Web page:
Christening Bible of the US Steamer Rhode Island

Posted on
Front cover of the Rhode Island Bible

A couple of months ago, the Museum decided it was time to begin exploring a program that would allow supporters to “adopt” items in the collections for restoration.  While the details of this program are still in the works (museums often move slowly and deliberately on such things, and rightfully so), a call went out to staff to find objects to put up for “adoption”. 

Naturally, I was interested in proposing some USS Monitor-related materials for this program, since I am the NOAA Project Archivist at the Library.  So I went casting about for ideas.  Thankfully, much of the Monitor-related material in the Library is in  good shape, not in need of extensive restoration.  But that didn’t help me in my search for items to submit for the program.    Read more

Seeing Monitor’s Steam Engine

Posted on

Last week I took a few minutes to visit the Conservation wet lab to visit Monitor‘s main engine, the first time I had seen it with the tank drained.

Before I say anything about this experience, I ought to say that I love steam engines, have loved them ever since I was a child.  Like so much nineteenth century technology, the steam engine seemed to me  imaginative, almost pre-scientific (though based on sound science).  I don’t know a thing about steam engines, honestly, but I love them because I find them beautiful.  Their movements are graceful, their lines and curves are elegant.  Their great exposed connecting rods, intricate gearing, the eliptical shapes of the eccentrics, have something of the animate about them.  In the extravagence of their movement, they seem improbable as machines, so unlike the completely restrained electrical motor.  One can be devoted to them easily.   Read more

Panama Canal

Posted on
The Panama Canal, as sketched by CLinton Havill in July, 1915

Lloyd’s Casualty Week for December 10 just arrived this morning at the library.  Along with the usual information about vessels grounded, stranded, disabled, sunk, captured by pirates, or embroiled in civil unrest or labor disputes, there was an interesting note about the Panama Canal.  Lloyd’s reports that for the first time in 20 years, the Canal has been closed down.  Heavy rains filled up the Gatun and Alhajuela lakes, making the transit through them unsafe and forcing traffic to a halt.  They are expecting a backlog of 60 ships by Friday, and as much as a two-day wait for vessels arriving without a booking.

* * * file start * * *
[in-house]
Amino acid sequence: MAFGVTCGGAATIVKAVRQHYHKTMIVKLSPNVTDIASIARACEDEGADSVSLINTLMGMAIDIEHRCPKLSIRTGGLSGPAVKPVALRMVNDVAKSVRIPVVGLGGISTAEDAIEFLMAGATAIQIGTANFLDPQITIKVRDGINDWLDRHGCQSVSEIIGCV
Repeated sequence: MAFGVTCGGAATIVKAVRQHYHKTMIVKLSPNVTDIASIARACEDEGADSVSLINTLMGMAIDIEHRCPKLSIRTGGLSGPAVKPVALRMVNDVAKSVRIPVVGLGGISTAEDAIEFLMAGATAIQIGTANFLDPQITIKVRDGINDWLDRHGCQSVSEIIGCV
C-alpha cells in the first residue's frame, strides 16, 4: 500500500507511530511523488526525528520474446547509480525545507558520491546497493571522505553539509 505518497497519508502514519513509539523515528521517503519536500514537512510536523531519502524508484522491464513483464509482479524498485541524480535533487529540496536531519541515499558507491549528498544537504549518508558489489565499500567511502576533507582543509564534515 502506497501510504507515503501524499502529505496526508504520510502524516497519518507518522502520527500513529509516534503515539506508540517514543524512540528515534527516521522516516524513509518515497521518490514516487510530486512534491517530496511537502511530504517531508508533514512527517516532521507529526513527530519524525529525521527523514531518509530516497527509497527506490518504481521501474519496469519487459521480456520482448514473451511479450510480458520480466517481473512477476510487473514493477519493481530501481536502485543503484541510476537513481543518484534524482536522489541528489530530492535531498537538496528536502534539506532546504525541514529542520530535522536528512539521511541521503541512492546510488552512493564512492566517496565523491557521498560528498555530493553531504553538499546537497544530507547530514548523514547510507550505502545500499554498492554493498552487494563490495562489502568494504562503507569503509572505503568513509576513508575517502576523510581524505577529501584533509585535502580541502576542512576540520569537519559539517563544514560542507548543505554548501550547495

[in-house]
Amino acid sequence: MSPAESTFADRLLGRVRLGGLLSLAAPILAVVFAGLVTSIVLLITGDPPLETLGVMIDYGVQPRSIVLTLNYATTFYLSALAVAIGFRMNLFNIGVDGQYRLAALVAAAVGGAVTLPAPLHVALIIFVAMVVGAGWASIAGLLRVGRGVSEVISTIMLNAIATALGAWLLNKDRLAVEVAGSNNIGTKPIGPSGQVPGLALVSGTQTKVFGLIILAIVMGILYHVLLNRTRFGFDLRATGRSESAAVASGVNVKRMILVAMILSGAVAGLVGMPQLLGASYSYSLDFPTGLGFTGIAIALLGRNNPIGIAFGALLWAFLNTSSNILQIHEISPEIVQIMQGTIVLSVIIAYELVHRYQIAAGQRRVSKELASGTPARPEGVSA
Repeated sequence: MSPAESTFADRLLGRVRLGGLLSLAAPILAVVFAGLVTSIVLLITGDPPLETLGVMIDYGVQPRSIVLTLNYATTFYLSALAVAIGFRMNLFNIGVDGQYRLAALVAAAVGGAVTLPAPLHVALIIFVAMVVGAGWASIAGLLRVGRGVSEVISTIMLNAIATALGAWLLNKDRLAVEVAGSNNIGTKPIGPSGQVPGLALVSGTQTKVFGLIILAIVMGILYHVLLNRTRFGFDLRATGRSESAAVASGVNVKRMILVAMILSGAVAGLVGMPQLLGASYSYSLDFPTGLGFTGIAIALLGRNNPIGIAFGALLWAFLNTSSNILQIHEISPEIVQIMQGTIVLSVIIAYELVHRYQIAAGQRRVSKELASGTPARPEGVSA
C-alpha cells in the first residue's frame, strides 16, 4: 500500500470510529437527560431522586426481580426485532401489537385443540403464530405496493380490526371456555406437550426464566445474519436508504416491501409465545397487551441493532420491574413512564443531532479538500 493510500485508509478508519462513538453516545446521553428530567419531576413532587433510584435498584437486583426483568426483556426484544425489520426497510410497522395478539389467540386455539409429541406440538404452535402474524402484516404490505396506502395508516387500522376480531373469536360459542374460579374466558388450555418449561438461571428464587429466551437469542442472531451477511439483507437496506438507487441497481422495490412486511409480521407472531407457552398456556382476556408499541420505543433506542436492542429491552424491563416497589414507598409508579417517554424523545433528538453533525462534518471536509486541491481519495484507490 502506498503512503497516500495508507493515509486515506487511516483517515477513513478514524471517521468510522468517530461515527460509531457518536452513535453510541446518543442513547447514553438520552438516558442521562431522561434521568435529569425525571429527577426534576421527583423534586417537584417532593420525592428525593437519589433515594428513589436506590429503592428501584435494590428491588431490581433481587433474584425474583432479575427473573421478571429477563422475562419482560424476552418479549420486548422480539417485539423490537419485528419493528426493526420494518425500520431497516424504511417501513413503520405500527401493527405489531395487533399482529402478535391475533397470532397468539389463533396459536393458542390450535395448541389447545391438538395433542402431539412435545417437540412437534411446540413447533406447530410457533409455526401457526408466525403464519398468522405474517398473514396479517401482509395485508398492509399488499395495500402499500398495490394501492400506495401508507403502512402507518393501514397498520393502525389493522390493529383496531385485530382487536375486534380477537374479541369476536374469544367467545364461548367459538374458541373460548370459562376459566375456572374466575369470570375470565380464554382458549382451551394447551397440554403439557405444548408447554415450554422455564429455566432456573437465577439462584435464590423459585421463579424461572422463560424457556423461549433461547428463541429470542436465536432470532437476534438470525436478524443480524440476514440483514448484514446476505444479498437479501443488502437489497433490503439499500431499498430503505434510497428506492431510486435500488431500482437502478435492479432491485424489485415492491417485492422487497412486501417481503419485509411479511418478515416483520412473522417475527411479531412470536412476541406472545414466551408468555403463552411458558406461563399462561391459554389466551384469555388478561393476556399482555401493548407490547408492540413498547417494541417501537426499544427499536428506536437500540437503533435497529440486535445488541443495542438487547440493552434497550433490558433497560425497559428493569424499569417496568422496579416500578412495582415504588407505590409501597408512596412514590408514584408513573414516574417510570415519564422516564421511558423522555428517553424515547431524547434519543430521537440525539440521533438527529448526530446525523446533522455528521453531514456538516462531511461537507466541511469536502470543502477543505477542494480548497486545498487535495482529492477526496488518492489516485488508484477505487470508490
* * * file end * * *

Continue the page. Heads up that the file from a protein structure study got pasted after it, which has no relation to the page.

This is a bit more than a blip in worldwide sea traffic.  The Canal handles up to 5% of the world’s seaborne commerce, according to Lloyd’s.  The Panama Canal Authority (ACP), through its vice-president Manuel Benitez, says they are “planning to open flood gates to relieve one of the lakes.”   Read more

What to do with the USS Olympia?

Posted on
Protected Cruiser Olympia (C-6), circa 1901

We have been following with interest the story about the USS Olympia (C6), the famed protected cruiser that served as Admiral Dewey’s flagship at Manila Bay during the Spanish-American War. The cruiser is the only survivor of that war, and the oldest American steel warship afloat. She fired the opening shot in the action that destroyed the Spanish fleet at Manila Bay, and she brought home the body of the Unknown Soldier from World War I in 1921.

USS Olympia has been a museum ship since 1957 at the Independence Seaport Museum in Philadelphia. The ship has not been drydocked in 45 years and corrosion at the waterline is severe. The Museum had announced that, because she could sink at her moorings, they were discontinuing tours beginning Nov. 22. Since then, the museum’s Board announced that they were putting that decision on hold, given the new availability of funds to make emergency repairs (Philadelphia Inquirer, Nov. 18, http://www.philly.com/inquirer/home_region/20101118_Spanish-American_warship_spared__at_least_for_now.html).  However, if significant funding isn’t found, to the tune of $19 million, for drydocking and restoration, the ship could still sink at her berth or could be disposed of through scrapping or sinking off Cape May as an artificial reef.   Read more